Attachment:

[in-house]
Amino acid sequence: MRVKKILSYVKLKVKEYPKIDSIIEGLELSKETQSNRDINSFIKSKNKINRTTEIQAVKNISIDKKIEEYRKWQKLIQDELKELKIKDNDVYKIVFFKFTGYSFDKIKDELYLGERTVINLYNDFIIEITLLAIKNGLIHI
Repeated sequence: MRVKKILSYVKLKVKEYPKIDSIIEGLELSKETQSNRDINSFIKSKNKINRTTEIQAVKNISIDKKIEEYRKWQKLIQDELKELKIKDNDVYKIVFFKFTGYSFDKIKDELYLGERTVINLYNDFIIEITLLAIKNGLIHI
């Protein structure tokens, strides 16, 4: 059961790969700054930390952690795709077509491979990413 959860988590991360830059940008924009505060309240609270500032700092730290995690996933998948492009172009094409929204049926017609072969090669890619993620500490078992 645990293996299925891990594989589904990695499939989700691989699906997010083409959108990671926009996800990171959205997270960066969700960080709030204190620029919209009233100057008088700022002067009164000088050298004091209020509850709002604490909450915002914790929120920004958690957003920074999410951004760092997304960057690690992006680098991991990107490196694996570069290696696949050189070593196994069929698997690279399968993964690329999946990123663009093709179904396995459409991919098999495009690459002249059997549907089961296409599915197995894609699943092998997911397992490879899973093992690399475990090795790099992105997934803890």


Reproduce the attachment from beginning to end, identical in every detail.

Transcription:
[in-house]
Amino acid sequence: MRVKKILSYVKLKVKEYPKIDSIIEGLELSKETQSNRDINSFIKSKNKINRTTEIQAVKNISIDKKIEEYRKWQKLIQDELKELKIKDNDVYKIVFFKFTGYSFDKIKDELYLGERTVINLYNDFIIEITLLAIKNGLIHI
Repeated sequence: MRVKKILSYVKLKVKEYPKIDSIIEGLELSKETQSNRDINSFIKSKNKINRTTEIQAVKNISIDKKIEEYRKWQKLIQDELKELKIKDNDVYKIVFFKFTGYSFDKIKDELYLGERTVINLYNDFIIEITLLAIKNGLIHI
């Protein structure tokens, strides 16, 4: 059961790969700054930390952690795709077509491979990413 959860988590991360830059940008924009505060309240609270500032700092730290995690996933998948492009172009094409929204049926017609072969090669890619993620500490078992 645990293996299925891990594989589904990695499939989700691989699906997010083409959108990671926009996800990171959205997270960066969700960080709030204190620029919209009233100057008088700022002067009164000088050298004091209020509850709002604490909450915002914790929120920004958690957003920074999410951004760092997304960057690690992006680098991991990107490196694996570069290696696949050189070593196994069929698997690279399968993964690329999946990123663009093709179904396995459409991919098999495009690459002249059997549907089961296409599915197995894609699943092998997911397992490879899973093992690399475990090795790099992105997934803890």